Wednesday, January 25, 2012

Flights rerouted as enormoussolar tempesslam Earth

Radiation storm are not damaging to humans, on soil at least, according to the US room agency. They can, however, have an effect on satellite operation and small wave radio.

Solar radiation from a huge sun storm - the main in nearly a decade - collide with the Earth's atmosphere on Tuesday, prompt an airline to redirect flights and sky watchers to seek out stunning light displays.US carrier Delta Air Lines said it had attuned flight routes for transpolar journeys between Asia and the United States to keep away from problems cause by the radiation storm.

NASA long-established the coronal mass ejection (CME) began collide with Earth's attractive field around 10:00 AM (1500 GMT) on Tuesday, addition that the storm was now being careful the largest since October 2003.Radiation storm are not harmful to humans, on Earth at smallest amount, according to the US space agency. They can, though, affect satellite operation and short wave radio.

The storm's radiation, likely to carry on bombarding Earth's atmosphere from side to side Wednesday, and its possible disturbance to satellite communications in the Polar Regions encouraged the flight rerouting, airline officials said. Atlanta-based Delta, the world's next largest airline, said "a handful" of routes had their journey attuned "based on potential impact" of the solar storm on infrastructure equipment, spokesman Anthony Black told AFP.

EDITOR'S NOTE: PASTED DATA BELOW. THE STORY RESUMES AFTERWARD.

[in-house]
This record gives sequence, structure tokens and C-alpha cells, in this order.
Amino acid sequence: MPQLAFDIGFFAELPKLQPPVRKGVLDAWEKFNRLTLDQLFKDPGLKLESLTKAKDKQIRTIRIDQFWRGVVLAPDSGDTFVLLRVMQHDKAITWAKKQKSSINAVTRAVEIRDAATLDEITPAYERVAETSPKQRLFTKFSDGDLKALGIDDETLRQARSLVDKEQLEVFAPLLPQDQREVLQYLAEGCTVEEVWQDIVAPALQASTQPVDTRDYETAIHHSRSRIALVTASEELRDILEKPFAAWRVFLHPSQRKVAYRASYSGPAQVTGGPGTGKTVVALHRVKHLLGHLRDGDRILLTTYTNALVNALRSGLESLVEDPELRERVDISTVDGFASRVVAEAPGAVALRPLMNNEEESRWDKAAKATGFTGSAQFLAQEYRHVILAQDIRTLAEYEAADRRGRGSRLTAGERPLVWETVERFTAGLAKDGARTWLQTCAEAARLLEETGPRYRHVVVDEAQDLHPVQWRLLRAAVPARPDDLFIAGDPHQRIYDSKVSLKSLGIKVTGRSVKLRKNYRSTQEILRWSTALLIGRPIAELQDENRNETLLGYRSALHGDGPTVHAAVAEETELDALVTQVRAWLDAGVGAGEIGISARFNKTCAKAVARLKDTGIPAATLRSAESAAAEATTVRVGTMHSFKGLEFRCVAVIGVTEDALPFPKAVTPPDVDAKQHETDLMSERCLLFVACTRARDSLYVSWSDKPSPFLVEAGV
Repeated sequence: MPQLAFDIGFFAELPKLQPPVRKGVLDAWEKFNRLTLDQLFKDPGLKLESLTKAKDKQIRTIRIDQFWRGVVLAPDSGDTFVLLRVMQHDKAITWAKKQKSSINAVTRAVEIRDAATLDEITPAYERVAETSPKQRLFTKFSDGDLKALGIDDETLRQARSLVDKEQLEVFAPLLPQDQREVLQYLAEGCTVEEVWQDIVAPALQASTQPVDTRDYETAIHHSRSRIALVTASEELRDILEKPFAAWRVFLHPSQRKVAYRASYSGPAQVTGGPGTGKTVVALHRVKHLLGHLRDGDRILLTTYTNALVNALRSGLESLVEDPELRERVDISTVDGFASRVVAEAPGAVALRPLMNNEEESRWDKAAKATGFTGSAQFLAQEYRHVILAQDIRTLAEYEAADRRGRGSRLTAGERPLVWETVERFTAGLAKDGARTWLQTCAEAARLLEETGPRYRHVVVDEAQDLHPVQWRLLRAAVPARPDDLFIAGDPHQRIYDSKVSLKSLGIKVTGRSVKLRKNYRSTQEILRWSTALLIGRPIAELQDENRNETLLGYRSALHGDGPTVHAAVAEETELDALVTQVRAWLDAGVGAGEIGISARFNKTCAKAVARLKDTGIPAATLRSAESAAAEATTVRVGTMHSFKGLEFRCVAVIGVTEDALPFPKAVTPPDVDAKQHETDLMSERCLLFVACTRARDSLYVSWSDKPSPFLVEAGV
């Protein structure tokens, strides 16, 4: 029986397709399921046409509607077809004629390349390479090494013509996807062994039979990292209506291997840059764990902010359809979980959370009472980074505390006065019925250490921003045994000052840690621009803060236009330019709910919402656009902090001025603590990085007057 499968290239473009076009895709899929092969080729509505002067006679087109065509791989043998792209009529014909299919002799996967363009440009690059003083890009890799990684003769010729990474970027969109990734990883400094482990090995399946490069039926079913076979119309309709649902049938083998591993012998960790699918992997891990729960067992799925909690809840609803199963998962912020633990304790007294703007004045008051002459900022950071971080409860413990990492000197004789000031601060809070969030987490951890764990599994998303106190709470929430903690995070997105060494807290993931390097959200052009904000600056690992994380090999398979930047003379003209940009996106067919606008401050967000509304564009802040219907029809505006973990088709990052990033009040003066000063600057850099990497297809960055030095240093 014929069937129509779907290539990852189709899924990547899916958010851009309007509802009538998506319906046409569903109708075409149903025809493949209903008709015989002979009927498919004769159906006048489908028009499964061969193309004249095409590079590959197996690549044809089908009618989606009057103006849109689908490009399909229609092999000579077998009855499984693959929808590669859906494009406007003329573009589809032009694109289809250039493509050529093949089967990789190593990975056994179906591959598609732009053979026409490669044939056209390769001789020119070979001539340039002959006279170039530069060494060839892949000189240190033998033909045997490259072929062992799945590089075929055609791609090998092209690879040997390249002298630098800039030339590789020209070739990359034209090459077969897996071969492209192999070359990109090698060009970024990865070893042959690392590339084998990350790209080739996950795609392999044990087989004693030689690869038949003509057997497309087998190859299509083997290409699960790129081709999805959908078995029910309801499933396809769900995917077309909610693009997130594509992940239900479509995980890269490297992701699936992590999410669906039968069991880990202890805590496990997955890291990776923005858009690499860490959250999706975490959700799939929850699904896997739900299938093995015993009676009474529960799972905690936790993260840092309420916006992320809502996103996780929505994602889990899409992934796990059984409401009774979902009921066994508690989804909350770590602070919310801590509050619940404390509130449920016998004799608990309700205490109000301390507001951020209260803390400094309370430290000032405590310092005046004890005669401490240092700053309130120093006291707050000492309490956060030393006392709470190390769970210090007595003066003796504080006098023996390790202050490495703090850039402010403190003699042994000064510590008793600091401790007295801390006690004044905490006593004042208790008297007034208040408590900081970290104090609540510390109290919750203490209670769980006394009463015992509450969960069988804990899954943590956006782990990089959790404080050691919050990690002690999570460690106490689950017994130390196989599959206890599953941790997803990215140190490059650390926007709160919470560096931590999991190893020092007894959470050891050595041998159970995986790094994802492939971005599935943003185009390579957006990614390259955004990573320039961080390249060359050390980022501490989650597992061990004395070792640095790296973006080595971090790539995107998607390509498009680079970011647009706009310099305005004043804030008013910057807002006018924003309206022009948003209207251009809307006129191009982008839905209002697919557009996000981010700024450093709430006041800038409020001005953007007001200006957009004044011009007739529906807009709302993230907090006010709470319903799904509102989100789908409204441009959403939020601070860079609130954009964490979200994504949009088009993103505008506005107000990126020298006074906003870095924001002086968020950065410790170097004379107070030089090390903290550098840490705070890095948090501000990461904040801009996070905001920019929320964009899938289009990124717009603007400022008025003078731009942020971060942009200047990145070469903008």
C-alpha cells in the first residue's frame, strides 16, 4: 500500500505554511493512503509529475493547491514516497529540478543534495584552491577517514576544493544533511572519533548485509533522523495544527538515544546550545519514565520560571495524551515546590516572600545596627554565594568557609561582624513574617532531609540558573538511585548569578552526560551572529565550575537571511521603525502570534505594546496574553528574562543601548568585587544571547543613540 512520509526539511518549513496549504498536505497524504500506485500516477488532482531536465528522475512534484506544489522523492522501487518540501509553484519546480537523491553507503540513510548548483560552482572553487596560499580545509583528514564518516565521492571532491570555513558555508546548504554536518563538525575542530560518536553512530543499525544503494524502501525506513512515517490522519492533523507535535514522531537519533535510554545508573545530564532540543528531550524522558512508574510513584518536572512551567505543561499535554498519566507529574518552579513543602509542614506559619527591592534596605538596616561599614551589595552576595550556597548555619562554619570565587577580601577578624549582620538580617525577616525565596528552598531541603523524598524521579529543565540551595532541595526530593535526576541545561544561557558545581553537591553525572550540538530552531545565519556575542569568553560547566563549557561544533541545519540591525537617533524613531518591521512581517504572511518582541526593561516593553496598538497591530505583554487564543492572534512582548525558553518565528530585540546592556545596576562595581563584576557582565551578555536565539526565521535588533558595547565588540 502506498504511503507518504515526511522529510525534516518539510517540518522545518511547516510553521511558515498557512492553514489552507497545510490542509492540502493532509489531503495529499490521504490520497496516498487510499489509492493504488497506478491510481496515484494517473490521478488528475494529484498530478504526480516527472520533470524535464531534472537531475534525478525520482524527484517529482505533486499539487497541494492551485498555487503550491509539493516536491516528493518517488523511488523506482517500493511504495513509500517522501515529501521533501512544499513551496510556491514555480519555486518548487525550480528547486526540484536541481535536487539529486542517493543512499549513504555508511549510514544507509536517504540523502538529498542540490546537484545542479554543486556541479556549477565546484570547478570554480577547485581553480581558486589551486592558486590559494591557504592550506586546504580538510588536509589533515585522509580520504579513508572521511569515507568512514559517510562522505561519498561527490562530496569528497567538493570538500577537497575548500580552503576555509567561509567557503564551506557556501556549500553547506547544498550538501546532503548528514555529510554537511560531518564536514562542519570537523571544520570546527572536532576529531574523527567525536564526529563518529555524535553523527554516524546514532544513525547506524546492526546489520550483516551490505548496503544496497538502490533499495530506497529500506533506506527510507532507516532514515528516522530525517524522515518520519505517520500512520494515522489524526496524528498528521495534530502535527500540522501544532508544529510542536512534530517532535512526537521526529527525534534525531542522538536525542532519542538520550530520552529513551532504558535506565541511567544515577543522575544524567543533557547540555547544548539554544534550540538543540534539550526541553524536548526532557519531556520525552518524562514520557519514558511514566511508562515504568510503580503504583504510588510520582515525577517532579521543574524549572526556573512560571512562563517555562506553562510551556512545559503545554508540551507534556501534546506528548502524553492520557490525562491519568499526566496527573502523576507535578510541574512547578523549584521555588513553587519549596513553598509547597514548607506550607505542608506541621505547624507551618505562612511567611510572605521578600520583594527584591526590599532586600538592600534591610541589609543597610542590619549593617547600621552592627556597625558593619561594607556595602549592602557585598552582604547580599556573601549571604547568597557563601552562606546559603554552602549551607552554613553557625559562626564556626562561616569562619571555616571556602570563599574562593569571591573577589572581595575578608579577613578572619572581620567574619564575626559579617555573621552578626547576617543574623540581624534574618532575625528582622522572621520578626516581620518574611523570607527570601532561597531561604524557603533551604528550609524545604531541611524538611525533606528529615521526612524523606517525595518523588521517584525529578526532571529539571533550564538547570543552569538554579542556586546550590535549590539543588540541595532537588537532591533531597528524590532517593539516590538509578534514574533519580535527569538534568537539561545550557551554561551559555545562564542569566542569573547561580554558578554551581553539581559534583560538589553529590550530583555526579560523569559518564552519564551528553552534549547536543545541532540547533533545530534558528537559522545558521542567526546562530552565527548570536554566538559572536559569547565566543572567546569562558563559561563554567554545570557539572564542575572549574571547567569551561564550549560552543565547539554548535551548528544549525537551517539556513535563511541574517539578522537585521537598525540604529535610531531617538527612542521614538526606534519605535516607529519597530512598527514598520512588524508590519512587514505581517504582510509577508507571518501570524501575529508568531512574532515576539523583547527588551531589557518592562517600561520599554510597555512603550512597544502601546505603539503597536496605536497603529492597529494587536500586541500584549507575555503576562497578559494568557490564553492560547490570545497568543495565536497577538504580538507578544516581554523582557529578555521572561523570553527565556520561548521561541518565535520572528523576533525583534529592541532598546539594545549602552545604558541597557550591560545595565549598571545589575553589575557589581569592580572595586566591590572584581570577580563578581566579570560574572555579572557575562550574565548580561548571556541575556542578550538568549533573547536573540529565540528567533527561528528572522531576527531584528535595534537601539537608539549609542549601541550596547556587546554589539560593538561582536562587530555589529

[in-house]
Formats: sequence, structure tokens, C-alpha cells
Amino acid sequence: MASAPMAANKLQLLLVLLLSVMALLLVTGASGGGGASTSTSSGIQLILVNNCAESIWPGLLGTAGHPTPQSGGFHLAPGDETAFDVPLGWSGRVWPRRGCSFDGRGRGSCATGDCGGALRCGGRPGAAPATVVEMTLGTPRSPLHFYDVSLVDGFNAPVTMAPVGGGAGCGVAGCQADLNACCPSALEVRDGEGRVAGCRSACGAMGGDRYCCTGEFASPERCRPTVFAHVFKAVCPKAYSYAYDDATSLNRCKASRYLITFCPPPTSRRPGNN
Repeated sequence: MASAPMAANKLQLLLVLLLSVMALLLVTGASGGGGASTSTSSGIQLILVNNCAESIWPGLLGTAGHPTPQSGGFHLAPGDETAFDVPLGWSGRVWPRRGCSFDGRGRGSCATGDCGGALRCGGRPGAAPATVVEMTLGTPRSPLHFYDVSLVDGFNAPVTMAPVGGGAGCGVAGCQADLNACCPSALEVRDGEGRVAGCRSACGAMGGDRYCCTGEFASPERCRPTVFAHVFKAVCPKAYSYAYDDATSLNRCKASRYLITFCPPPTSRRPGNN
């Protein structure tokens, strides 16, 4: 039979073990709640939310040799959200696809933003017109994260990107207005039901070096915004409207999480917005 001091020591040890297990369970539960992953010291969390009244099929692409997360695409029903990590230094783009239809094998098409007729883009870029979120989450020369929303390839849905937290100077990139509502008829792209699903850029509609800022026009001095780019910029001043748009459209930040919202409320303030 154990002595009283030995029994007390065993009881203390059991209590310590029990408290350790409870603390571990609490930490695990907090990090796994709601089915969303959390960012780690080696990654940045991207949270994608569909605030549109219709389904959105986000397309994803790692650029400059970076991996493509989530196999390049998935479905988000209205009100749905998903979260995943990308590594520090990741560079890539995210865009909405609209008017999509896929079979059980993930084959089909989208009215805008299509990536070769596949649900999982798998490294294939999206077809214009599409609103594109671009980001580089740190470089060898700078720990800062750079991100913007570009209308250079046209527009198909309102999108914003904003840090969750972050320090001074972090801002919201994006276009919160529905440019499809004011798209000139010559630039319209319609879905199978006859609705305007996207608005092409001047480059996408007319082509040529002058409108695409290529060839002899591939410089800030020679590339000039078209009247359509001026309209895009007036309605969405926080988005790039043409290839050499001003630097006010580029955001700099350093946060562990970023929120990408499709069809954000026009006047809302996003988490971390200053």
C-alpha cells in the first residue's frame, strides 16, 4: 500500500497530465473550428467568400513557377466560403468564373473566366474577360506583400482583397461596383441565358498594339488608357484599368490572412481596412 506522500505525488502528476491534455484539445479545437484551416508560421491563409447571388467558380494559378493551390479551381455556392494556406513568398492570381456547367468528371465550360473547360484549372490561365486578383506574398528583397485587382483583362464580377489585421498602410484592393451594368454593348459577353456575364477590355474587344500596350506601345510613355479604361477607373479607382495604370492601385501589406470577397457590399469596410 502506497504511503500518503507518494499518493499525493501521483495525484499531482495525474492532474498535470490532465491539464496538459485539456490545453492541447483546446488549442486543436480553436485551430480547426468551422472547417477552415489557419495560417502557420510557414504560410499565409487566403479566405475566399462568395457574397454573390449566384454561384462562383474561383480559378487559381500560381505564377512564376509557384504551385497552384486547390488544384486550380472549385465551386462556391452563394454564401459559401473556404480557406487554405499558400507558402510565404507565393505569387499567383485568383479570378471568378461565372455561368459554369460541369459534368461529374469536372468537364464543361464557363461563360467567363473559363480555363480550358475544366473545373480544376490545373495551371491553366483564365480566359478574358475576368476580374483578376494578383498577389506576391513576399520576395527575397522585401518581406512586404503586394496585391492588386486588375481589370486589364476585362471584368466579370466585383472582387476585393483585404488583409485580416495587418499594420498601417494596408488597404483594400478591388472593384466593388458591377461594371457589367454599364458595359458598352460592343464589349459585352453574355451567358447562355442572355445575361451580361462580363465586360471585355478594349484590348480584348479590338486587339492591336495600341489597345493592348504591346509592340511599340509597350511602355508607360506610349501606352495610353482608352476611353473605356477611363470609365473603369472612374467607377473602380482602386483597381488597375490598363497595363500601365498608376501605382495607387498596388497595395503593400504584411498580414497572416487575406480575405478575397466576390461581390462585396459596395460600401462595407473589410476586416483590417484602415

Routes from Hong Kong, Shanghai and Seoul took a more southerly route after the solar flare erupted on Sunday. The airline said it would carry on monitoring solar activity before go back flights to their normal routes.

Due to the strange intensity of the photons raining on Earth, the spectacular aurora borealis - the stunning "Northern Lights" show - which is often seen closer to the Arctic pole at this time of year, has been seen as far south as Scotland and northern England, and at lower latitude in the United States.

The event started late Sunday with a moderate-sized solar flare that erupt right near the centre of the Sun, said Doug Biesecker, a physicist with the National Oceanic and Atmospheric Administration Space Weather Prediction Center."The flare itself was nothing spectacular, but it sent off a very fast coronal mass ejection itinerant four million miles per hour (6.4 million kilometers per hour)," he told AFP.Space weather watchers said the best aurora sightings are usually around midnight local time. Rob Stammes, who run the Lofoten Polar Light Centre in Lofoten, Norway said the CME's arrival Tuesday had shaped a surge in ground current inside his laboratory.